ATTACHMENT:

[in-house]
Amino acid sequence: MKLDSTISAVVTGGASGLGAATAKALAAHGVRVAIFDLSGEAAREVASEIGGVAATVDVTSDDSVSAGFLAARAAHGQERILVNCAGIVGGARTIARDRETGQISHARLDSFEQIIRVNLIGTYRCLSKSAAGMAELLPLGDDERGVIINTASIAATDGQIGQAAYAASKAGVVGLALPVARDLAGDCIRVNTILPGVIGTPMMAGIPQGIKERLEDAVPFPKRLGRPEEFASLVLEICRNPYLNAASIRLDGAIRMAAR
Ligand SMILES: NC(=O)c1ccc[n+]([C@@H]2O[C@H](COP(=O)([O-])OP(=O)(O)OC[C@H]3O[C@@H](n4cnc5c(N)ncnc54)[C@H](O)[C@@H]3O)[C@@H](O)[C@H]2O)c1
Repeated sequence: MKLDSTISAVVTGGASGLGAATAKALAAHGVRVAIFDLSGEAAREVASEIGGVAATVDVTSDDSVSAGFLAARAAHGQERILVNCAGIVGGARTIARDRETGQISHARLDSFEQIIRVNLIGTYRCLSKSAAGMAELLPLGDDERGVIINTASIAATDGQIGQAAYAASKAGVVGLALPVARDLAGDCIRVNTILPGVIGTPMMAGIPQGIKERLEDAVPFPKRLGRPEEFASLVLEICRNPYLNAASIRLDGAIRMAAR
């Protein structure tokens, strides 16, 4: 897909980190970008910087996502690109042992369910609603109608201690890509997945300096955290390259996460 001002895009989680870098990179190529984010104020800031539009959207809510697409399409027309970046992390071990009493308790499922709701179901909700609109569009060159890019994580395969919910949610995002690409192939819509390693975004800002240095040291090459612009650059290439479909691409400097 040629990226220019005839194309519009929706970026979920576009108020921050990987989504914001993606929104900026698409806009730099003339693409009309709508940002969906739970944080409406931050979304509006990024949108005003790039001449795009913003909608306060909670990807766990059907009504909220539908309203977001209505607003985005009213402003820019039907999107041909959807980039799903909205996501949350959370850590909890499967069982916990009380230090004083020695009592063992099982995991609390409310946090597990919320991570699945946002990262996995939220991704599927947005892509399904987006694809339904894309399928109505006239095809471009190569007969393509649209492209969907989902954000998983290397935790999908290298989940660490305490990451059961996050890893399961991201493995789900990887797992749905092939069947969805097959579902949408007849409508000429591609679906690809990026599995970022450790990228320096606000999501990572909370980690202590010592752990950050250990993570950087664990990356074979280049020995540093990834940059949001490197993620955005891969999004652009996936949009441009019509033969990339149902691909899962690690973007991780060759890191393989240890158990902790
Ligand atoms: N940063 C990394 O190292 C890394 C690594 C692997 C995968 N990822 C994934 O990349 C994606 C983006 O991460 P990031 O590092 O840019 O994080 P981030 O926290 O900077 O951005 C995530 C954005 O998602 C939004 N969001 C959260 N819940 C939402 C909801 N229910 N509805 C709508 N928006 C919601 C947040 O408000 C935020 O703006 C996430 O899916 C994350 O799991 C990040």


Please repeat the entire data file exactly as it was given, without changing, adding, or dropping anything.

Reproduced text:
[in-house]
Amino acid sequence: MKLDSTISAVVTGGASGLGAATAKALAAHGVRVAIFDLSGEAAREVASEIGGVAATVDVTSDDSVSAGFLAARAAHGQERILVNCAGIVGGARTIARDRETGQISHARLDSFEQIIRVNLIGTYRCLSKSAAGMAELLPLGDDERGVIINTASIAATDGQIGQAAYAASKAGVVGLALPVARDLAGDCIRVNTILPGVIGTPMMAGIPQGIKERLEDAVPFPKRLGRPEEFASLVLEICRNPYLNAASIRLDGAIRMAAR
Ligand SMILES: NC(=O)c1ccc[n+]([C@@H]2O[C@H](COP(=O)([O-])OP(=O)(O)OC[C@H]3O[C@@H](n4cnc5c(N)ncnc54)[C@H](O)[C@@H]3O)[C@@H](O)[C@H]2O)c1
Repeated sequence: MKLDSTISAVVTGGASGLGAATAKALAAHGVRVAIFDLSGEAAREVASEIGGVAATVDVTSDDSVSAGFLAARAAHGQERILVNCAGIVGGARTIARDRETGQISHARLDSFEQIIRVNLIGTYRCLSKSAAGMAELLPLGDDERGVIINTASIAATDGQIGQAAYAASKAGVVGLALPVARDLAGDCIRVNTILPGVIGTPMMAGIPQGIKERLEDAVPFPKRLGRPEEFASLVLEICRNPYLNAASIRLDGAIRMAAR
């Protein structure tokens, strides 16, 4: 897909980190970008910087996502690109042992369910609603109608201690890509997945300096955290390259996460 001002895009989680870098990179190529984010104020800031539009959207809510697409399409027309970046992390071990009493308790499922709701179901909700609109569009060159890019994580395969919910949610995002690409192939819509390693975004800002240095040291090459612009650059290439479909691409400097 040629990226220019005839194309519009929706970026979920576009108020921050990987989504914001993606929104900026698409806009730099003339693409009309709508940002969906739970944080409406931050979304509006990024949108005003790039001449795009913003909608306060909670990807766990059907009504909220539908309203977001209505607003985005009213402003820019039907999107041909959807980039799903909205996501949350959370850590909890499967069982916990009380230090004083020695009592063992099982995991609390409310946090597990919320991570699945946002990262996995939220991704599927947005892509399904987006694809339904894309399928109505006239095809471009190569007969393509649209492209969907989902954000998983290397935790999908290298989940660490305490990451059961996050890893399961991201493995789900990887797992749905092939069947969805097959579902949408007849409508000429591609679906690809990026599995970022450790990228320096606000999501990572909370980690202590010592752990950050250990993570950087664990990356074979280049020995540093990834940059949001490197993620955005891969999004652009996936949009441009019509033969990339149902691909899962690690973007991780060759890191393989240890158990902790
Ligand atoms: N940063 C990394 O190292 C890394 C690594 C692997 C995968 N990822 C994934 O990349 C994606 C983006 O991460 P990031 O590092 O840019 O994080 P981030 O926290 O900077 O951005 C995530 C954005 O998602 C939004 N969001 C959260 N819940 C939402 C909801 N229910 N509805 C709508 N928006 C919601 C947040 O408000 C935020 O703006 C996430 O899916 C994350 O799991 C990040």